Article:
- University hires independent counsel to look into irregularities
- Wainstein worked for Justice Department for two decades
- CNN highlighted ongoing problems with student-athlete literacy
The University of North Carolina has brought on a former U.S. attorney to conduct an independent investigation of academic irregularities at the Chapel Hill campus.
Kenneth L. Wainstein, a 19-year veteran of the U.S. Justice Department, will have access to "new information that may become available," UNC system President Tom Ross and UNC-Chapel Hill Chancellor Carol L. Folt said in a joint announcement Friday.
The appointment of Wainstein by the university system comes amid increased national scrutiny on the matter.
The institution has been under the microscope for two years, ever since the revelation that students -- mostly athletes -- were taking classes where little or no work was required.
Renewed scrutiny came this year when CNN published findings from whistle-blower Mary Willingham that showed 8% of a sample of UNC students playing the money-making college sports of football and basketball were reading below a third-grade level.
The announcement Friday said Wainstein will have access to information from local District Attorney Jim Woodall. The prosecutor has been investigating UNC's Department of African and Afro-American Studies -- the department where fake classes were uncovered.
Late last year, the former head of that department was indicted on fraud charges related to those classes.
"Woodall has indicated that he will cooperate with the inquiry and that he can now share with the independent counsel as much information acquired by his office during the criminal investigation as determined to be appropriate," the joint statement said.
The prestigious public university has repeatedly attacked the credibility of Willingham, but has also acknowledged shortcomings in its academics.
"I think that it is amazing," Willingham said when asked about the new outside investigation. "... The truth has been available all this time. Truth is cheap, compared to whitewash and lies."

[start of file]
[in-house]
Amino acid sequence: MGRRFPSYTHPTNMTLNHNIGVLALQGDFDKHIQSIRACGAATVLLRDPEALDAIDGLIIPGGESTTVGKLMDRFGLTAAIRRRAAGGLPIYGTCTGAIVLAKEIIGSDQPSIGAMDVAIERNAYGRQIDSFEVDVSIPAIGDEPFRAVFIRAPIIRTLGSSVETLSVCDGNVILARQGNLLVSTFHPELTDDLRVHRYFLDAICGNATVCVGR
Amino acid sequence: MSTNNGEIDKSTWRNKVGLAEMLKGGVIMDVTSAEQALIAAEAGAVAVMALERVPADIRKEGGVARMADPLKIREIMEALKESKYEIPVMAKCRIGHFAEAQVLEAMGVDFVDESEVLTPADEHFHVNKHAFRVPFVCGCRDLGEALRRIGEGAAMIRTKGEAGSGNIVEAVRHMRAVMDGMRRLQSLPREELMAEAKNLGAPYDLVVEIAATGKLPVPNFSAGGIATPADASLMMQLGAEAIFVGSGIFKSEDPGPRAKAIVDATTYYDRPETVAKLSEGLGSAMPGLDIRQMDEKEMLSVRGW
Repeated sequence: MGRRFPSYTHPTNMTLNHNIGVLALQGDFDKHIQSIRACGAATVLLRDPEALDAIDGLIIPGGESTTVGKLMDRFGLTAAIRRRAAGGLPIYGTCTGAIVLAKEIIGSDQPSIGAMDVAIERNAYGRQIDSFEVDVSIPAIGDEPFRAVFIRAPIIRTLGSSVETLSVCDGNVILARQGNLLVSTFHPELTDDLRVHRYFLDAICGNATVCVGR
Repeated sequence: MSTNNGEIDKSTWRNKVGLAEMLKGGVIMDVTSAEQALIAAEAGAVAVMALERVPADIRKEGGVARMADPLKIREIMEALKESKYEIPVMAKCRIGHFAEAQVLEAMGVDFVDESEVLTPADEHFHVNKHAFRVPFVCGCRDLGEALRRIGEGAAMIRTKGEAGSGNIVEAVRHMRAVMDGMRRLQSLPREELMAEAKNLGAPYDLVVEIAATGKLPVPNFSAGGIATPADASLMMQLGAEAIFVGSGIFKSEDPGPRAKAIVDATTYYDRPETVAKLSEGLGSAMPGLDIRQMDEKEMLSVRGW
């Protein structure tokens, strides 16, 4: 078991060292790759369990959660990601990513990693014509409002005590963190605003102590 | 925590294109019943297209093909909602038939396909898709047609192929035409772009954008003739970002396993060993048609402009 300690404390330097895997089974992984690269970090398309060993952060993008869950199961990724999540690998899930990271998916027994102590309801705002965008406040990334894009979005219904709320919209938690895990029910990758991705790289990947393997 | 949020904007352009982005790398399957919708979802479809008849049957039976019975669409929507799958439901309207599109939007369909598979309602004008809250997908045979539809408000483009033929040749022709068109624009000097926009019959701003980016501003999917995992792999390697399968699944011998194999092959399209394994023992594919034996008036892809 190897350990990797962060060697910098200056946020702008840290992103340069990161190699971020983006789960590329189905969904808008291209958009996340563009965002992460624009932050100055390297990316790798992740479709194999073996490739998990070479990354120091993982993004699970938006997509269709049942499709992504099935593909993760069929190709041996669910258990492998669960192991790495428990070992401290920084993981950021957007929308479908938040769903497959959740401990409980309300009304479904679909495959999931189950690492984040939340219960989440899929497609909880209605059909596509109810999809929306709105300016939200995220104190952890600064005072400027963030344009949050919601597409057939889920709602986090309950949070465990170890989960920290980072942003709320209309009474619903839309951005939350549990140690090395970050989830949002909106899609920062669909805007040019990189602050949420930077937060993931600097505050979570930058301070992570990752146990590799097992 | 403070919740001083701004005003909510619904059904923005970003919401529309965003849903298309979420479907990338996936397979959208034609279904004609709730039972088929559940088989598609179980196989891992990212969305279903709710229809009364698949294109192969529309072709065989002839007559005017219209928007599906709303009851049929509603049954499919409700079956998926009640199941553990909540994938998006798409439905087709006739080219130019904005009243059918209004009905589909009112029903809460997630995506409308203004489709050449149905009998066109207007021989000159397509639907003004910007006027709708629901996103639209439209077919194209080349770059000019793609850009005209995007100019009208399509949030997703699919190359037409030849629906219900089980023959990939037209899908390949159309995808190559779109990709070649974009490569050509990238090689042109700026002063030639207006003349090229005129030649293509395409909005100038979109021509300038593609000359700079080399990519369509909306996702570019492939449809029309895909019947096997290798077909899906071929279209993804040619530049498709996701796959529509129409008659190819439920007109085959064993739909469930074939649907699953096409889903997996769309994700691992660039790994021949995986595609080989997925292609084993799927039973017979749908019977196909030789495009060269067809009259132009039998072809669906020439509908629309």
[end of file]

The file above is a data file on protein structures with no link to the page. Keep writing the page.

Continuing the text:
The UNC statement said Wainstein's finding will be made public.
"Based on information that the district attorney is able to offer, Wainstein will take any further steps necessary to address any questions left unanswered during previous reviews commissioned by the university," the UNC press release said. "While there is no set timetable for completing the inquiry, the university will cooperate fully with Wainstein and ensure he has the full access he needs to complete his work. ...."
UNC has done several other internal investigations since The News & Observer newspaper first broke the story about the fake classes. Each time, the findings have raised more questions.
Among them, the question of who came up with the idea for the fake classes, and how so many athletes were directed toward them. Initially, the university denied that athletics was tied to the scandal, and the NCAA declined to take any action against the university, saying it was an academic scandal, not an athletic one.
Officials now appear to be backing away from that claim and leaving open the possibility that there was a stronger athletic tie.
"We have directed Mr. Wainstein to ask the tough questions," Folt said. "Follow the facts wherever they lead, and get the job done."